Step one is to determine the narrower sides of the girdle; thus the sides can individually be measured, checked by calipers, a magnified outline can be projected on a screen and a visual check made, or the outline can be projected and the side lengths recorded automatically by an array of photo-electric cells. In FIG. 10 the narrower sides of the diamond are assumed to be that side between girdle apices 312 and 314, and the side opposed thereto between apices 316 and 318. It will be understood that for diamonds with a square girdle the side lengths will be equal.

Step two is to centre the diamond 300 upon spindle 304. The spindle 304 together with the diamond 300 is revolved, and the base plate 302 adjusted so that a vertically-disposed marker, for instance point 330 of pen 329 (FIG. 11), touches the centre points of the shorter sides. The diamond is now centred on the hypothetical perpendicular centre line, which in the FIG. 10 embodiment is at right angles to the plane defined by the girdle apices 312, 314, 316, 318.

It will again be understood that if the girdle sides of the diamond are of equal length, so that the centres of these lines are equidistant from the centre of the diamond, the marking pen point 330 will touch the centre point of each of the sides.

The spindle 304 and thus diamond 300 is now rotated. The line that the marking point 330 describes on the diamond defines the maximum diameter of a round diamond that can be cut from that particular rough diamond. Furthermore, this process also helps define the areas that need to be removed (as a process step towards a round cut diamond).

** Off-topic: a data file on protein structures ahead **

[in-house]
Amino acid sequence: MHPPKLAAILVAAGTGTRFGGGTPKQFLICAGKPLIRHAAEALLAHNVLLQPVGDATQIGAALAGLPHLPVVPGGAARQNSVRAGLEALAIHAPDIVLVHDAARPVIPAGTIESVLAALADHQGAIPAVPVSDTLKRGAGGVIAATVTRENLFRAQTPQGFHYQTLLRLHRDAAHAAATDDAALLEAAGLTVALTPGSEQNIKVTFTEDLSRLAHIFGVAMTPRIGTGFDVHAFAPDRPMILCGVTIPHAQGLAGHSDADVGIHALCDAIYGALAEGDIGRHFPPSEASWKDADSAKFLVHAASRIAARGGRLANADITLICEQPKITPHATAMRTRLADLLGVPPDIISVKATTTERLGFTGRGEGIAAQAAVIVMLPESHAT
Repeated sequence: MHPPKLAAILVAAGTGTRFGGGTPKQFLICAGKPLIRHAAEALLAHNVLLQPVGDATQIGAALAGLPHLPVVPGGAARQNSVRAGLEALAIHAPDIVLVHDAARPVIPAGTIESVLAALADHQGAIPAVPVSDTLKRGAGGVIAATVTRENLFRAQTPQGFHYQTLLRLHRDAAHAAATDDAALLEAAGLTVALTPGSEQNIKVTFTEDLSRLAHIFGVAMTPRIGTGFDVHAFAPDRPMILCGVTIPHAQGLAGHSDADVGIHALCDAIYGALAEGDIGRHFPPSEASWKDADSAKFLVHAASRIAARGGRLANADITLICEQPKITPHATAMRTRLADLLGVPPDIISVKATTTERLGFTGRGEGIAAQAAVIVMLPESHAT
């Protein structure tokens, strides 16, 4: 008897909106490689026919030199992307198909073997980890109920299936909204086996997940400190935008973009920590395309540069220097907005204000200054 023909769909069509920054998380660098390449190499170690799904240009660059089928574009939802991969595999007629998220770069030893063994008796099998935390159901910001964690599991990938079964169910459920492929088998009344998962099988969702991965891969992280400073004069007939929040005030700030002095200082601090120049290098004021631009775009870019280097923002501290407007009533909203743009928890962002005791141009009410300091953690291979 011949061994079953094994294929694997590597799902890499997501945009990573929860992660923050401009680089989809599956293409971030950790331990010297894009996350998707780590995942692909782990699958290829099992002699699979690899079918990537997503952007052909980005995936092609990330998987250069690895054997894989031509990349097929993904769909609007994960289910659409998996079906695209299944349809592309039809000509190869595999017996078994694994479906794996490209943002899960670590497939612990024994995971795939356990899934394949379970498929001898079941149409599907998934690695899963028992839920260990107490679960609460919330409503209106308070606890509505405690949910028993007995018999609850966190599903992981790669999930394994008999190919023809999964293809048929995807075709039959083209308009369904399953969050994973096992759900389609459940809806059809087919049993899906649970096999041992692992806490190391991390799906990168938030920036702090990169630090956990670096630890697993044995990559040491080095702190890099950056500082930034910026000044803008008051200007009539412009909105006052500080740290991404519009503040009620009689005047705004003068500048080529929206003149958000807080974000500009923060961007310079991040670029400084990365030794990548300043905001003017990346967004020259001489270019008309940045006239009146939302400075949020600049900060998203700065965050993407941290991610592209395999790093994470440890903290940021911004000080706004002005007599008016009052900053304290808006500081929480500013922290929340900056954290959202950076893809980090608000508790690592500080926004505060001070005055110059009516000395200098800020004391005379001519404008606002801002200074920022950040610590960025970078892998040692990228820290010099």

The dotted lines 112, 114, 116, 118 represent tangents to a hypothetical circle 26, circle 26 being of a diameter which is the maximum diameter of round diamond which can be cut from this rough diamond; thus these dotted lines each represent the cutting line along which the diamond should be sawn i.e. the schematic dotted tangents of FIG. 10 now indicate the cutting lines for the sawing of the four girdle apices 340 (FIG. 13) from the tetrahedron diamond. The angle of cut can be selected for a more valuable fragment e.g. towards either a brilliant or a rose cut (FIG. 2).

It will however be understood that the above mentioned tangents are located internally of diamond 300, so that means are required to mark the sawing guidelines on the external surface of the diamond.

In order that a particular rough diamond 300 can be sawn in accordance with the theoretical guidelines above, one suitable apparatus is shown in FIG. 11. Spindle 304 is fixed to frame 344 so that it can revolve and also move upwards, downwards and sideways, and so can be adjusted to cope with various sizes of rough diamond. In an alternative embodiment the frame can rotate (and rise and fall) and the diamond is held stationary.

A tetrahedron diamond is shown marked 400 (FIG. 11). It is mounted with its central axis or line 402 vertical. The frame 344 has upper parallel bars 346 and lower parallel bars 348. Marking pen 329 is mounted on the upper bars 346 so that it can be adjusted horizontally, and so that as illustrated it can traverse upwards and downwards whilst remaining vertically disposed. In alternative embodiments the pen can be mounted so that it can be held inclined at a selected angle; and more than one pen can be so mounted. The pen 329 is adjusted so that its tip 330 touches the centre point of the two shorter girdle sides, as described above. Spindle 304 is now rotated together with diamond 300; pen point 330 will mark the external surface of the diamond, rising from and dropping to the centre points of the shorter pair of lines, after having risen to cross the intervening ridges 412, 414, 416, 418 (FIG. 10) from top tip or corner 320 to respective girdle apices 312, 314, 316, 318.